Used as a seat of county government and later by a small but robust Jewish community, the castle remained in use. Its sister, Pena Palace, would not come into being until the 1400s, and so its strategic perch atop the Sintra hillside remained somewhat relevant to the area.
By the 16th century, however, Castelo dos Mouros had been wholly abandoned. Deteriorating from disuse, the castle was reduced to near ruins in the 1755 Lisbon Earthquake. Fortunately, in the mid-1800s, King Ferdinand II of Portugal took an interest in the area and endeavored to repair and preserve the now ancient Moorish castle. He also acquired a small monastery on a nearby hillside that would eventually become Pena Palace.
I had a strong urge to pay the entrance fee and walk up into the castle, but the day was getting long. Since breakfast in Lisbon, we hadn't eaten, and so hunger won out over curiosity, as it often does. We consoled ourselves by wandering around the castle's base for a bit before making the downward trek into Sintra's town square.
My research upon arriving home stressed what a colossal mistake this was.
Castelo dos Mouros is a destination that deserves its own due. 1500 feet of walled fortress and inner grounds offer visitors hours of exploration. From the top, stellar views of the surrounding country, including that of Pena Palace, nearby. And from inside, a unique perspective into 8th-century Moorish architecture and history.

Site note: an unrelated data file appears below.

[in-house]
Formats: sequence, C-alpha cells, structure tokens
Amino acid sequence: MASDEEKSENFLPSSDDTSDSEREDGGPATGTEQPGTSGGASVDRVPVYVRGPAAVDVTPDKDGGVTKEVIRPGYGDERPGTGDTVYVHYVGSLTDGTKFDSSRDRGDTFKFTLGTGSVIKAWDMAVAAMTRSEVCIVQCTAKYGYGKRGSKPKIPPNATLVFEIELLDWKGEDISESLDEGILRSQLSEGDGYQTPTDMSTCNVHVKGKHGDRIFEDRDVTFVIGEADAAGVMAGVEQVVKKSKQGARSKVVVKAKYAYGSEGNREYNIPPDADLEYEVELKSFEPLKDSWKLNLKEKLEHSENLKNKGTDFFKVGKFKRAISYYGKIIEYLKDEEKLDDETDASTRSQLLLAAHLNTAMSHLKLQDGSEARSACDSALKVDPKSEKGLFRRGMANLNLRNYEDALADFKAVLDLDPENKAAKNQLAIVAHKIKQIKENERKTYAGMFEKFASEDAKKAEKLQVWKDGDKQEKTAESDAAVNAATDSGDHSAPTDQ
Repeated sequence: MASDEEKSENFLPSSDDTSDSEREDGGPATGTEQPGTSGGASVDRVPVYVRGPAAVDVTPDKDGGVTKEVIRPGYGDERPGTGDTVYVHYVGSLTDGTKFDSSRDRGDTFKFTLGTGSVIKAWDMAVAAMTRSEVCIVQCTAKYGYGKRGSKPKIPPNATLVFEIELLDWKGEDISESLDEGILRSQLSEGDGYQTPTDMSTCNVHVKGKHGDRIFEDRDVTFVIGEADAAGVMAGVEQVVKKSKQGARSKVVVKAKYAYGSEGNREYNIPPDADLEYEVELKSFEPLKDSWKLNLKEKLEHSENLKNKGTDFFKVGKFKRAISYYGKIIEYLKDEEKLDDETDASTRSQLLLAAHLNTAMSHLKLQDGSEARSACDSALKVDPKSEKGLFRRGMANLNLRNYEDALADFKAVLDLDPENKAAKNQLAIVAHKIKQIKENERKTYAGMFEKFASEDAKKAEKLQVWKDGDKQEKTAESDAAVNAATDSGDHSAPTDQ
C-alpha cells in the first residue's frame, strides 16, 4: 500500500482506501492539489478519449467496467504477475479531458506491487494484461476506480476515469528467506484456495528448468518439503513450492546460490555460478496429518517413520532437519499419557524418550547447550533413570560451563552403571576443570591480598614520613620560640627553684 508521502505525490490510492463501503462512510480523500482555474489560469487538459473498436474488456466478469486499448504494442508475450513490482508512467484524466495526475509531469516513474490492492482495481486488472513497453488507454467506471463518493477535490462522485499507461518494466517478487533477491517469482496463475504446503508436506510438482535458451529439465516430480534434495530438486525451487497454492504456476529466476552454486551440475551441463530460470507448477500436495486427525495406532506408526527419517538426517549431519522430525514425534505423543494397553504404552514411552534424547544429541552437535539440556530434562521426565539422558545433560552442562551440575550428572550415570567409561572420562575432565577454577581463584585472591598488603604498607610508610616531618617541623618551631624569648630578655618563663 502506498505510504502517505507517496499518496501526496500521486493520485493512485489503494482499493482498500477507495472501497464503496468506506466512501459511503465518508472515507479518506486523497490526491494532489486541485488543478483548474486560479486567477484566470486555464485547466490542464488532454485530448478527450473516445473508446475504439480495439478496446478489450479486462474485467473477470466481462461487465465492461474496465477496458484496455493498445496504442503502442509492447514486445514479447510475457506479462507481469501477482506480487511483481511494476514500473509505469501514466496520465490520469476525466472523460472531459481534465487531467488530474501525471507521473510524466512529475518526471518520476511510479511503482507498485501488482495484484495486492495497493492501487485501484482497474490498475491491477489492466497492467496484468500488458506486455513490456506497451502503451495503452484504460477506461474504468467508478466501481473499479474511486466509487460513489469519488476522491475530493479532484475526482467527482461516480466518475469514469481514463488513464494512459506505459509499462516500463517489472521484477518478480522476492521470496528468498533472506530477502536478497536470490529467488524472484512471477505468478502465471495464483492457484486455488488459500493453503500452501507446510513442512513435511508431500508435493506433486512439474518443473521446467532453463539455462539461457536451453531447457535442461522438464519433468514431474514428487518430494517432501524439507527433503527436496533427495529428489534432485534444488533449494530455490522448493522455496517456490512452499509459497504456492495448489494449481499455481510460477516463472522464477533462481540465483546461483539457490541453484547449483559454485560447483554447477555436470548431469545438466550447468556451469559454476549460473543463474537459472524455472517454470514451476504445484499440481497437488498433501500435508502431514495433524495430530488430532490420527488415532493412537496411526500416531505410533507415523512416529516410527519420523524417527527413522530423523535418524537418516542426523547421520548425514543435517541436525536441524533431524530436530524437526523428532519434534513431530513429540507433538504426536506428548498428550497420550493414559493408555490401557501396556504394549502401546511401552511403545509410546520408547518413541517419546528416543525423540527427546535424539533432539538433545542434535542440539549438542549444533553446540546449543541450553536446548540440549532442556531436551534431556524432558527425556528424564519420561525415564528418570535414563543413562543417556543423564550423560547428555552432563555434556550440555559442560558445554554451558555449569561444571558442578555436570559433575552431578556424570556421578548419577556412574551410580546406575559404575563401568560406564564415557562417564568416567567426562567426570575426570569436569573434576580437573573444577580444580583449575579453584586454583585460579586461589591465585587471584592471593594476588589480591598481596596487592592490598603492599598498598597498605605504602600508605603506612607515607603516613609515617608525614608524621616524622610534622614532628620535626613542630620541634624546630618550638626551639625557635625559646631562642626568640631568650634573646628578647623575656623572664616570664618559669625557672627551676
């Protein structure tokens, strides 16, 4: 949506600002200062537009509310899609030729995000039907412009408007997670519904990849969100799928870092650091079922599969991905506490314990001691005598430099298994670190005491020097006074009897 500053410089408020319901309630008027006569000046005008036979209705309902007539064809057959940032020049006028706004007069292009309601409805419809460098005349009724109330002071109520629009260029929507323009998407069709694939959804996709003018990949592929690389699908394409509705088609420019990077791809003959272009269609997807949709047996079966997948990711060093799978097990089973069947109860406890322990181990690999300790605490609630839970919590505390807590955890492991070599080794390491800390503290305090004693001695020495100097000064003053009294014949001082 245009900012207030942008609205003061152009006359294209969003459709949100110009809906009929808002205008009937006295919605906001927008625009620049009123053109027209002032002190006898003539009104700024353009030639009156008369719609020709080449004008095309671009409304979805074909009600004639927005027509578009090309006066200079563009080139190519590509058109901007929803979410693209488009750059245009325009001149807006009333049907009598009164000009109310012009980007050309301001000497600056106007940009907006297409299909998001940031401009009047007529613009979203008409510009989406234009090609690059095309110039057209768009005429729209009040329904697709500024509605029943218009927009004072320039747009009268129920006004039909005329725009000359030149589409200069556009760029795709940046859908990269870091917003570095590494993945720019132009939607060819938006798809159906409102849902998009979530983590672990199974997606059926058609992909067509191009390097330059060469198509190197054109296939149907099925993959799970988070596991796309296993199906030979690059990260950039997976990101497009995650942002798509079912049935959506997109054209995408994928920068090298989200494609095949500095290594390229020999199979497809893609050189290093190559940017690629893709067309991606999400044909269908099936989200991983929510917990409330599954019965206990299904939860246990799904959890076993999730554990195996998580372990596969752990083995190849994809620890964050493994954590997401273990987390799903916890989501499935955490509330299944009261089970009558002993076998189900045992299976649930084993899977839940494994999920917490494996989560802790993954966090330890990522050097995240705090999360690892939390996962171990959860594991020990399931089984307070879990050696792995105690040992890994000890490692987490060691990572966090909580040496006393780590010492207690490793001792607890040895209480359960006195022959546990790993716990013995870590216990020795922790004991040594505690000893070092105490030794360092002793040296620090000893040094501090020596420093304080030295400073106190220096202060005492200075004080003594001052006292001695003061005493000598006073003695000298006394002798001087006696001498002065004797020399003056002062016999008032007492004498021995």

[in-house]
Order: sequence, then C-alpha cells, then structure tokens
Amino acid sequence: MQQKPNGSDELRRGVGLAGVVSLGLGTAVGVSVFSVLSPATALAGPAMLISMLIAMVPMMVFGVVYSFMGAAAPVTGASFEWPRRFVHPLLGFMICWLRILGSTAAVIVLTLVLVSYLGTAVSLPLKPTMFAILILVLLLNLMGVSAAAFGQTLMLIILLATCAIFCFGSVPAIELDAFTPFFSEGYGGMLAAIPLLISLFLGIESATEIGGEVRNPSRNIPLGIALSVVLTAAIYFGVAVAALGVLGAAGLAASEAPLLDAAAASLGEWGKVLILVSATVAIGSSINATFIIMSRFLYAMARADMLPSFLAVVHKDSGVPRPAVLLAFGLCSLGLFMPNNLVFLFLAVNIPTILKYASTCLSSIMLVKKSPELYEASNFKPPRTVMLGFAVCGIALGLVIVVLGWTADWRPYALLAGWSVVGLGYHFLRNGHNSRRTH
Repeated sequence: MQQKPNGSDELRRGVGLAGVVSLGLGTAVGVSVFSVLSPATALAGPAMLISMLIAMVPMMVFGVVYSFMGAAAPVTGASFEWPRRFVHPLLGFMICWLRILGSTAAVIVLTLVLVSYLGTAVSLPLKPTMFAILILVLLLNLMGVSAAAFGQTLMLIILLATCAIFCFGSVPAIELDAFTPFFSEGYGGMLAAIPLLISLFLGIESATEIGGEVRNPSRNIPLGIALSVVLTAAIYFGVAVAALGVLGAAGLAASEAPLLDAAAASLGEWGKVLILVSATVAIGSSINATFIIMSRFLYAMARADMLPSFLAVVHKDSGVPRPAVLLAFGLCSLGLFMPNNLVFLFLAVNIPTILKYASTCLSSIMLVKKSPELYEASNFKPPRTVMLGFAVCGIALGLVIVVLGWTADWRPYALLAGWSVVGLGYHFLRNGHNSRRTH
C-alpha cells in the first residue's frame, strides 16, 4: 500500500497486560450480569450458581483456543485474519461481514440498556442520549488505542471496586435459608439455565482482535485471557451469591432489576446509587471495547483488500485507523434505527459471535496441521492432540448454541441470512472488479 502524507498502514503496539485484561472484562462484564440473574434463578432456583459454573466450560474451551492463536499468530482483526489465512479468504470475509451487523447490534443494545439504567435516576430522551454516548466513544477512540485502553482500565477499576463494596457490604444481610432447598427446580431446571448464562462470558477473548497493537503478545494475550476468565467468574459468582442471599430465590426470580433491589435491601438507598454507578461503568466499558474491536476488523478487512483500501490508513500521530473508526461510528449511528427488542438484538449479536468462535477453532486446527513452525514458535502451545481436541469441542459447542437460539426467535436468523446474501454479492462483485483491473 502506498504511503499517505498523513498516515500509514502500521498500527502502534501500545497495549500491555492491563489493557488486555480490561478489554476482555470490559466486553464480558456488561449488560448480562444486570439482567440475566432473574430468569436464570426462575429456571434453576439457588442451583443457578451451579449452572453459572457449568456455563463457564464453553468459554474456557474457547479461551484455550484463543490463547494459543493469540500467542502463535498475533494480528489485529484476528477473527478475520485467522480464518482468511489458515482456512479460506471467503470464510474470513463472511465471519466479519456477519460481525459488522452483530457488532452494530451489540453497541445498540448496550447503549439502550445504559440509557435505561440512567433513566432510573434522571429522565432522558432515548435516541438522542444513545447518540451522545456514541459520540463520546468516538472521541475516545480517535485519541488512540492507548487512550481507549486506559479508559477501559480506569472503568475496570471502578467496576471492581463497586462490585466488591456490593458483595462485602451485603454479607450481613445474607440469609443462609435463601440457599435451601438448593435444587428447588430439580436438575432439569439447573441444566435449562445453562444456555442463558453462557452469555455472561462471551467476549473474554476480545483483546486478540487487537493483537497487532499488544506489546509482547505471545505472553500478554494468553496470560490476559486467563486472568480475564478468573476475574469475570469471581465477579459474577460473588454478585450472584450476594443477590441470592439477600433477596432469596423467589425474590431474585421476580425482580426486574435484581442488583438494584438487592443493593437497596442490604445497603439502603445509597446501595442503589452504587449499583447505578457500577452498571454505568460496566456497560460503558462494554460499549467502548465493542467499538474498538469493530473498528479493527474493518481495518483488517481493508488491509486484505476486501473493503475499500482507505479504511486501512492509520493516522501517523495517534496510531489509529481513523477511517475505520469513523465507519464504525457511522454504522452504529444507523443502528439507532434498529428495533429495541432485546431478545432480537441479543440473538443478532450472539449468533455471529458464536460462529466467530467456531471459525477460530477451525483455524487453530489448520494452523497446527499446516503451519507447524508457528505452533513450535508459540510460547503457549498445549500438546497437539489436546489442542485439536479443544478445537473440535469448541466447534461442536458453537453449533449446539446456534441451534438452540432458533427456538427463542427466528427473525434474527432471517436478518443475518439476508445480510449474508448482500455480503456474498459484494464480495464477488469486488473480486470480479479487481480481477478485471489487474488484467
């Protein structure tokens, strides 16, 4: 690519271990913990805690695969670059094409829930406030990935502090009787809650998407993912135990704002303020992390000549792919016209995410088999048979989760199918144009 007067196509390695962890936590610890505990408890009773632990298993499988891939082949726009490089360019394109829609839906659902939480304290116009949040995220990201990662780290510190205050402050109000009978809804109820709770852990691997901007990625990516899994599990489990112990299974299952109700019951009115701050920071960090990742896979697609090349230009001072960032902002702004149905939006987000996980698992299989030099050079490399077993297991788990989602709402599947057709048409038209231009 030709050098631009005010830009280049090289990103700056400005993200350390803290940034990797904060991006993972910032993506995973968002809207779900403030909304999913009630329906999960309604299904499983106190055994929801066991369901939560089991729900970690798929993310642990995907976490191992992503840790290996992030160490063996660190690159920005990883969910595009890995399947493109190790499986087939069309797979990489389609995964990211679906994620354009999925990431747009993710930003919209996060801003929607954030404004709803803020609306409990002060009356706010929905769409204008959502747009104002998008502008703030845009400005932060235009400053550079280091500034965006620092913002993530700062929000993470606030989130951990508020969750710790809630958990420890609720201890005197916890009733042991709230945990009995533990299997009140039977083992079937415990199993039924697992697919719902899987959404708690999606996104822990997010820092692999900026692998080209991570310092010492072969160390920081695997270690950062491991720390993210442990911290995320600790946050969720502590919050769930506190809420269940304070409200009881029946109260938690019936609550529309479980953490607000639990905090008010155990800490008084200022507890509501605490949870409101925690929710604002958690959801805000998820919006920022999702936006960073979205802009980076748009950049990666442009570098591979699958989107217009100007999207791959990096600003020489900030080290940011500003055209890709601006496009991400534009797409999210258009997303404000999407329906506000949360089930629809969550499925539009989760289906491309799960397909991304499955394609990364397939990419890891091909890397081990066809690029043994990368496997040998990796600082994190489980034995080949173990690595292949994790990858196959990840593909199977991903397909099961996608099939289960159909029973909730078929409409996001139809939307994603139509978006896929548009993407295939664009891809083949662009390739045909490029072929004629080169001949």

As we wound our way down the sheer hillside, I contemplated the fate of Castelo dos Mouros here in Portugal. Once, an essential cog in a giant wheel of Muslim empire, now a lonely memorial, cut off from its Umayyad creators.
Like Nuno, our driver, how sad to be this castle, removed from all you find dear and familiar. When the Moors ruled Portugal, Castelo dos Mouros was an internal component of its security. However, once irrevocably dislodged from all those you love and protect, perhaps it is all one can do but survive.
When in southern Portugal, dedicate an entire day to traversing Pena Palace, Parque da Pena, and Castelo dos Mouros. While I regret not planning a fuller day there, I am so grateful for the time we did commit to uncovering this forested masterpiece in the Sintra highlands.
All photos were taken by the author with iPhone except as otherwise indicated.